CISO Dialogue: How to Optimize Your Security Budget

CISOs are never going to have all the finances they want. Hard choices must be made. The CISO of Amazon Prime Video discusses his approaches to a slimmed-down budget.

Chris Triolo, Vice President of Customer Success, Respond Software

June 18, 2020

4 Min Read

It's unavoidable: New projects require budgets. To justify the expense, any budget spent on new technology needs to be designed to lower the risk profile. Or the problem might be an inefficiency in the program that can be better addressed with new technology. So, how can CISOs understand how best to optimize their limited pool of security budget? I sat down with Brett Wahlin, the CISO of Amazon Prime Video, to discuss the topic.

"There are many different approaches to managing a security budget, and CISOs organize and prioritize uniquely based on the company, industry, and threats. Three consistent areas of spending are identity and access management (IAM), global risk and compliance (GRC), and security operations," Wahlin told me, noting:

  • IAM is always a mess because no one wants to deal with access management, passwords, access sprawl, and so on.  

  • GRC is difficult because there are always new regulations to remain compliant with; privacy, in particular, is an ongoing challenge.

  • With security operations, levels of effectiveness vary. Wahlin posed several questions for consideration. "Is it in-house? Are you outsourcing to an MSSP? How are you measuring effectiveness? It's an area where I often have to retool from a people, process, and technology standpoint."

Budget allocation should shift to address these problems. Wahlin's trick to shift budgets to new priorities? Find money in existing budgets through optimization — such as replacing humans with software, moving operating expenditures to capital expenditures. "If I can automate an activity with software and repurpose human resources, that's a powerful money-saving step," he said.   

ROI? No So Fast
ROI is a legitimate business concern, but Wahlin generally discourages the idea of ROI as a gauge of cybersecurity success. Referencing ROSI, return on security investment, Wahlin said ROI alone is a vendor-driven metric. "It makes the assumption that you can place a value on an asset that is out of your control and that you can measure a loss and a probability of occurrence."

Still, CISOs want to save wherever they can. Security operations and monitoring is an opportunity for replacing head count with software, which Wahlin has done. "If you automate your Tier 1 security analysts, you can free up head count and save budget," he said. "Plus, the analysts who remain will have a much better job experience. They won't be staring at events on a screen but doing more meaningful, satisfying work."

SOAR and SIEM: Worth It?
Some organizations wonder if security orchestration and response (SOAR) tools are worth the engineering upkeep. "I think it's promising. When I look at getting efficiencies out of a SOC, I have to look at events, correlate, and then determine what needs to be done," Wahlin said. "Your SOAR is only as fast as the individual making a decision. Automate the decision and the SOAR will operate better."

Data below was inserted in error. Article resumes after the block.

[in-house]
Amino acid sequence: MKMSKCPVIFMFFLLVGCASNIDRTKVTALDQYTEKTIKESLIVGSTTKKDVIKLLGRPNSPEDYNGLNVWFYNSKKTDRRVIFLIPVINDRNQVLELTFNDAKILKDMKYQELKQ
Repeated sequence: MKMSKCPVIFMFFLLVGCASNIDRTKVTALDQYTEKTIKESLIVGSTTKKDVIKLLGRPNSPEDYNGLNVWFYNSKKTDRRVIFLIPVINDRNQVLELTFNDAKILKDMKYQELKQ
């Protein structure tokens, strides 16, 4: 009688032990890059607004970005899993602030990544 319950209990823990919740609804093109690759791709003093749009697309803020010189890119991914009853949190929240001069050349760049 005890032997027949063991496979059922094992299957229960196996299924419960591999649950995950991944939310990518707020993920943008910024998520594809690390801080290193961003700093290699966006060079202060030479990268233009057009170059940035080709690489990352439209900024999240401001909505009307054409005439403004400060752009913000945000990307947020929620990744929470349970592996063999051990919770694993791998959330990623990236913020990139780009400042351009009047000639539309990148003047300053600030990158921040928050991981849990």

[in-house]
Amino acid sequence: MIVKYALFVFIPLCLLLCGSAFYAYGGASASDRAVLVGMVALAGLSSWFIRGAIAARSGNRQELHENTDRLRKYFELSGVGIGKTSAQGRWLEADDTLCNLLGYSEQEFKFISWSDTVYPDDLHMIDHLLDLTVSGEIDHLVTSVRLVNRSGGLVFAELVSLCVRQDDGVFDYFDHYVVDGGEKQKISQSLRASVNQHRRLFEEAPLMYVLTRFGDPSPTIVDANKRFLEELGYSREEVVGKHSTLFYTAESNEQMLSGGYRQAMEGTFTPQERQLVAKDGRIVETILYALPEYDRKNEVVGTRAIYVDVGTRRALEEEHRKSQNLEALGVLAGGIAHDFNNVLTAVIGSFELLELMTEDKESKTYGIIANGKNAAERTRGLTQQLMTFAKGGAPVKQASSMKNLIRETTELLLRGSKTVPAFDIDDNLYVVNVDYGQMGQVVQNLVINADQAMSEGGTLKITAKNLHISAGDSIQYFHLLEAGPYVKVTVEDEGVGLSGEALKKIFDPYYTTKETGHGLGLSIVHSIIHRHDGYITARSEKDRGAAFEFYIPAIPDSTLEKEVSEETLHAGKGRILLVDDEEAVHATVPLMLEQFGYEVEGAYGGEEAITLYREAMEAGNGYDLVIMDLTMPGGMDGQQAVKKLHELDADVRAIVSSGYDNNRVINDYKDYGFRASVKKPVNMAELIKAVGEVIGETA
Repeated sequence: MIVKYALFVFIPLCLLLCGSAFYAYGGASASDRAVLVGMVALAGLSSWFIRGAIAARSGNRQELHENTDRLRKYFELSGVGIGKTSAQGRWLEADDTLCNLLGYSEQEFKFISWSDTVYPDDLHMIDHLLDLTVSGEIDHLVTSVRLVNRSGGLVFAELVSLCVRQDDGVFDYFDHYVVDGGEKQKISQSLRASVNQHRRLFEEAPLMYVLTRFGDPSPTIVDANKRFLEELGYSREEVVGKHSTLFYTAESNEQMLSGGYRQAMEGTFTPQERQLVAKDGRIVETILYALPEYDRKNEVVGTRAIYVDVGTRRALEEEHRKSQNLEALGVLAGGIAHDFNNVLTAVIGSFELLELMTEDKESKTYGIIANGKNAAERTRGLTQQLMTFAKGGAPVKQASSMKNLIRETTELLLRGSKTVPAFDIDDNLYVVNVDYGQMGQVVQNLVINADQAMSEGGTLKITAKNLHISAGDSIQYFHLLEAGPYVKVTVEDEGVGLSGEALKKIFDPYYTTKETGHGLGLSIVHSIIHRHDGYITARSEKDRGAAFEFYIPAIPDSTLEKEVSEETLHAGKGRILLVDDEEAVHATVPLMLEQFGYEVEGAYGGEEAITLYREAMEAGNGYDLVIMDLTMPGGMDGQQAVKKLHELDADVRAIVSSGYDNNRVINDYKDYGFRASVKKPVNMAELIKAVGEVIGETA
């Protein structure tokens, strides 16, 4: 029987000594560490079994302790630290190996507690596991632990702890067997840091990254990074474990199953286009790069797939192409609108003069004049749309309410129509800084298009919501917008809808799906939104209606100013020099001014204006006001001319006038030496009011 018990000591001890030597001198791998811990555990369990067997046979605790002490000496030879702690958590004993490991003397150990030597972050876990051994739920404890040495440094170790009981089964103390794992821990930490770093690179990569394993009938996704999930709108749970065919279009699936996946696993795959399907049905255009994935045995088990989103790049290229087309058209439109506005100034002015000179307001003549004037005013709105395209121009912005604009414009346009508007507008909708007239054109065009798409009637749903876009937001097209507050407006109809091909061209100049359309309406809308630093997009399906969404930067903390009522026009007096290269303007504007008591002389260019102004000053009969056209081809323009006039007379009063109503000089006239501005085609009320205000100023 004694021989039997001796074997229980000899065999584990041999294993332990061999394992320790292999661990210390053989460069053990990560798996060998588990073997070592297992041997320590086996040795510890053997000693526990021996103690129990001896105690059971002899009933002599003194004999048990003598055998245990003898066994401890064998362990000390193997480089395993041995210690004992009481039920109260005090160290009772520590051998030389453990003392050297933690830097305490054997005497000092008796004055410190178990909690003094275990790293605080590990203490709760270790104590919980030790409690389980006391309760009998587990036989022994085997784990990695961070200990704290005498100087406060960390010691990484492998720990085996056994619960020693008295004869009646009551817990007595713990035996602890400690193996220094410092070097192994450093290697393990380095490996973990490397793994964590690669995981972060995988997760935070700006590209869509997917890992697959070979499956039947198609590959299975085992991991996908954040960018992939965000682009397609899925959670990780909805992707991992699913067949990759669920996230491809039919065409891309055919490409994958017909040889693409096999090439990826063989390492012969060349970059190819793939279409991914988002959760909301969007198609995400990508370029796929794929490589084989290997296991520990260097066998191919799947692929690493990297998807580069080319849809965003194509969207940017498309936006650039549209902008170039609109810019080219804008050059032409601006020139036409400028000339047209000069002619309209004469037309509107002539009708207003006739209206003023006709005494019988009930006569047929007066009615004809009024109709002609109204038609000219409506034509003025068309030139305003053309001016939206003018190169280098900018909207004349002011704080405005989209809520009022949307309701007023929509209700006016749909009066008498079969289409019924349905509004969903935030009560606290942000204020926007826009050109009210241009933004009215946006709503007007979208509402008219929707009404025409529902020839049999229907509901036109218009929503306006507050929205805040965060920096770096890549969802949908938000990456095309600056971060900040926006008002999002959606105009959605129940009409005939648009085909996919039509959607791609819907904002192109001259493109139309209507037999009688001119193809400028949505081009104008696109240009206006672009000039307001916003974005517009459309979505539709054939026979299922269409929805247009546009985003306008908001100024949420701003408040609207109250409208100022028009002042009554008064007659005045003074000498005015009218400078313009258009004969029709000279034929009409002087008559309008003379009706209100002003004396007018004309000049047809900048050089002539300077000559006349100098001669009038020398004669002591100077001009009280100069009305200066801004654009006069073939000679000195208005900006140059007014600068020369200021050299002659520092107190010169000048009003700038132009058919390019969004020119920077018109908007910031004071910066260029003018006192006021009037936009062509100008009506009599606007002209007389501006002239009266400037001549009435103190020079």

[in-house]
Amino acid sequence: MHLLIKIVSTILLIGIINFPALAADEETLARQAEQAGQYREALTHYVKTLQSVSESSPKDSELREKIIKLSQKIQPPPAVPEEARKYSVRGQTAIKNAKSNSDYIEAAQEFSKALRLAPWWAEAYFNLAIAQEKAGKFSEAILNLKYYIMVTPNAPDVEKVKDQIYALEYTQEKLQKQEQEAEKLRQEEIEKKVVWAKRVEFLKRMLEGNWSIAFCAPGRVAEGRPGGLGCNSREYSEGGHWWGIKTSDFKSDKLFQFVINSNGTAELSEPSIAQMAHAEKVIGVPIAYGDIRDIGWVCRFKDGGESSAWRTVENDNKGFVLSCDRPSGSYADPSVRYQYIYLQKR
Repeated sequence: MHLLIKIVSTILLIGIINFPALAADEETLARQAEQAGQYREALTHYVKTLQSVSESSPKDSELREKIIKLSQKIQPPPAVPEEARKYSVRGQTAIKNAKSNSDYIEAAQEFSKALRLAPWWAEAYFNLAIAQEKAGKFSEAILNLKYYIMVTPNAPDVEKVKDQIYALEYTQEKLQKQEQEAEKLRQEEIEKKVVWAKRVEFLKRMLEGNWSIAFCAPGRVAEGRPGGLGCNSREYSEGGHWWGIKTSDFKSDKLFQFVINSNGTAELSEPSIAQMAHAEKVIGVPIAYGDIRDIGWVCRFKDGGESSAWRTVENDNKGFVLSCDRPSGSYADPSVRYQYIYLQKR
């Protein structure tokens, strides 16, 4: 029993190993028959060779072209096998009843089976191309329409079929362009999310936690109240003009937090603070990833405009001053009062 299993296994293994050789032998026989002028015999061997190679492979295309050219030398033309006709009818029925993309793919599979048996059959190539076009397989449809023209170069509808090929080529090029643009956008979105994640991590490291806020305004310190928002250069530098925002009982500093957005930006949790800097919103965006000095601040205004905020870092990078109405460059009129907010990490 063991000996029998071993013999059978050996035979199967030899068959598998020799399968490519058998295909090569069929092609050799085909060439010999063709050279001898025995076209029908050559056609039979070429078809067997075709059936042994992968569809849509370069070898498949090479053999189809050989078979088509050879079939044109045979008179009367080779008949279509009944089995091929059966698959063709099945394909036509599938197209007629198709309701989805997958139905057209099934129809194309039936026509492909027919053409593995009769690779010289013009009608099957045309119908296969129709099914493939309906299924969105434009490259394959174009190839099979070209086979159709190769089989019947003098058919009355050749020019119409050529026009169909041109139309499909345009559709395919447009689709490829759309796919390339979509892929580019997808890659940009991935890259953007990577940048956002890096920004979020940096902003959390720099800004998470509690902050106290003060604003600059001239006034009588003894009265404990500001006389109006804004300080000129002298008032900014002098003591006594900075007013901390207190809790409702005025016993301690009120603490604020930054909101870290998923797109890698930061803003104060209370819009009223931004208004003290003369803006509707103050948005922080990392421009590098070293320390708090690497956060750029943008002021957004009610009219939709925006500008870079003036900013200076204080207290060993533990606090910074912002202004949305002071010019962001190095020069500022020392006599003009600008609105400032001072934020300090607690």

Wahlin continued, "As for [security information and event management (SIEM)], I used to feel that it was necessary to build a SOC because teams had to collect alerts from a diverse number of sensors and reduce them to meaningful incidents to investigate. I now find my opinion changing." A next-generation SIEM can take all the alerts from the sensors directly and make decisions on those alerts, and then you don't have to store them in the SIEM.

Top Tips for New CISOs
Wahlin concluded with a breakdown of the most important things he would recommend a new CISO look at, both budgetary and beyond:

  • Look at the three most problematic areas: IAM, GRC, and SecOps. You can always find things to fix, and it will give you some quick wins.

  • Know your industry and how your security program can help the company grow.

  • You need to be able to constantly communicate the value you're bringing to the table — it's how you'll get budget and, more importantly, it's how you keep it.

  • "Partnering with the business" is not just a catch phrase batted around at security conferences. Learn what it means for your company and be a good partner.

  • Think like an architect: As you build a program, how do the different functions interact with each other? How do you plan to grow based on shared communication? 

  • Don't be afraid to pull something out if it's not raising the security bar for your company.     

CISOs are never going to have all the finances they want. Hard choices need to be made — choices that will determine your entire organization's security posture. Diagnose what needs immediate attention and work from there. Your priorities will help you see where you can save money by making changes in other areas, such as using automation to reduce head count. These best practices will help you build a solid security foundation that optimizes your budget.  

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About the Author(s)

Chris Triolo

Vice President of Customer Success, Respond Software

Chris Triolo's security expertise includes building world-class professional services organizations as VP of Professional Services at ForeScout and global VP of Professional Services and Support for HP Software Enterprise Security Products (ESP). Chris' depth in Security Operations and leadership includes a long tenure at Northrop Grumman TASC supporting various Department of Defense and government customers including Air Force Space Command (AFS PC) Space Warfare Center, United States Space Command (USSPACECOM) Computer Network Attack and Defense, Air Force Information Warfare Center (AFIWC), and others.

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